U.S. lawmakers near deal on massive must-pass annual defense policy bill

Politics

WASHINGTON (Reuters) – U.S. lawmakers are close to compromise on a $700 billion military policy bill, congressional aides said on Friday, easing fears that Congress could fail to pass the measure before year-end for the first time in nearly six decades.

Aides from the Senate and House Armed Services Committees, which write the annual National Defense Authorization Act, or NDAA, said a compromise version of the bill could be announced as soon as early next week after months of negotiations.

“The rumors that negotiations are wrapped up aren’t true, but they are close, and we hope to finalize negotiations in the imminent future,” one aide said.

“That said, we still have a little ways to go to tie up loose ends,” the aide said.

There were concerns earlier this year that the NDAA might fail for the first time in 58 years over steep divides between the Democratic-controlled House of Representatives and Republican-controlled Senate over the policies of President Donald Trump.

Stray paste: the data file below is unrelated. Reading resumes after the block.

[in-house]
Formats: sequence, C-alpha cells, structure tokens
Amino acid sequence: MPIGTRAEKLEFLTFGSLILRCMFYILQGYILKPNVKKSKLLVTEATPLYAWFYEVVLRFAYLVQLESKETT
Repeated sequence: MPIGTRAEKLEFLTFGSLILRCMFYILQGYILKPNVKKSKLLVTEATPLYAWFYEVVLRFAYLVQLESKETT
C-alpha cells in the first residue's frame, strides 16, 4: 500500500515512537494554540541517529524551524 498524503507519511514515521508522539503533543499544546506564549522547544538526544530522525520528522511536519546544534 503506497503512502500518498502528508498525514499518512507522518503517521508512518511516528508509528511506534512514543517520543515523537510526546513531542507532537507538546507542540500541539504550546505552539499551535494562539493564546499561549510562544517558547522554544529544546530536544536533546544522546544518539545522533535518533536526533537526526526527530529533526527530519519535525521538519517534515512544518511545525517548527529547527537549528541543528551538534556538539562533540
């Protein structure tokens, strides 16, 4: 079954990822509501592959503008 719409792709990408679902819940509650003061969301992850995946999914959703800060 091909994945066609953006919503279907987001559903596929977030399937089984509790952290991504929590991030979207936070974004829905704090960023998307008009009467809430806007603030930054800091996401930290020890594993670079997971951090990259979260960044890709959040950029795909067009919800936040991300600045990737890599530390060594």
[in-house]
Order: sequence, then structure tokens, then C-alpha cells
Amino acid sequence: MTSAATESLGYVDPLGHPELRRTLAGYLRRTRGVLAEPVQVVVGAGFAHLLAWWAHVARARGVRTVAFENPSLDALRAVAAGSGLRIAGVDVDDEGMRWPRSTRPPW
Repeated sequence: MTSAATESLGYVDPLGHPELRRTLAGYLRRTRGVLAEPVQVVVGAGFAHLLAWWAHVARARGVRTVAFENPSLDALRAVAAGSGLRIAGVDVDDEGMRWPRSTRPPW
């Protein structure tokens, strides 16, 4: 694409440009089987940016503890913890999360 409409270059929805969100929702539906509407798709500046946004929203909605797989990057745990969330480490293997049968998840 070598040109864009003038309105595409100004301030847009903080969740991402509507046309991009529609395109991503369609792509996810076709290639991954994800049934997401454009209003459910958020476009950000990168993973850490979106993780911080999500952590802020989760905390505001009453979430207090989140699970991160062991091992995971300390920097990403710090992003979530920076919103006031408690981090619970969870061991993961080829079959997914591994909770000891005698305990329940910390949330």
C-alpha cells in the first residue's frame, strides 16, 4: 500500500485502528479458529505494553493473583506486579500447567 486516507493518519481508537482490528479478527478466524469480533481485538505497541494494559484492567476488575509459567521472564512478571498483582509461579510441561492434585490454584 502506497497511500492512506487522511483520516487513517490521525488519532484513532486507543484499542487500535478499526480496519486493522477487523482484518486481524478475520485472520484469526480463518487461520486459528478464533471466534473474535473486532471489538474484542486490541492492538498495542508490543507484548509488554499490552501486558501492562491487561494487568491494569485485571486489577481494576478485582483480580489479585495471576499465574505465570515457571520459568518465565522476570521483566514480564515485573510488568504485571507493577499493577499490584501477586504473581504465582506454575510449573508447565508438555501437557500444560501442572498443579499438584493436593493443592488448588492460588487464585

Because it is one of the few pieces of major legislation Congress passes every year, the NDAA becomes a vehicle for a range of policy measures as well as setting everything from military pay levels to which ships or aircraft will be modernized, purchased or discontinued.

This year, one issue was Trump’s desire to take money from the defense budget to pay for a wall on the U.S. border with Mexico, something bitterly opposed by Democrats and resisted by Republicans who do not want to divert Pentagon funds to non-military programs. Stricter controls on immigration, particularly across the southern border, is one of Trump’s major policy planks.

Another sticking point was Trump’s desire to create a “Space Force,” a new branch of the military for space. Democrats said it would make more financial sense to leave such operations within the Air Force. Republicans said it was important to do everything possible to defend the country in space.

The version of the bill the House passed in July provided $733 billion for defense. The Senate in June approved $750 billion.

Committee staff and lawmakers have been working on a compromise bill since summer.

Aides said some major issues, such as the border funding, would be left out of the NDAA, and others had been resolved.

The last sticking points included differences over paid family leave for troops, the Space Force and provisions regulating chemicals that have leached into the water supply near some military sites.

Reporting by Patricia Zengerle, additional reporting by Mike Stone; editing by Cynthia Osterman

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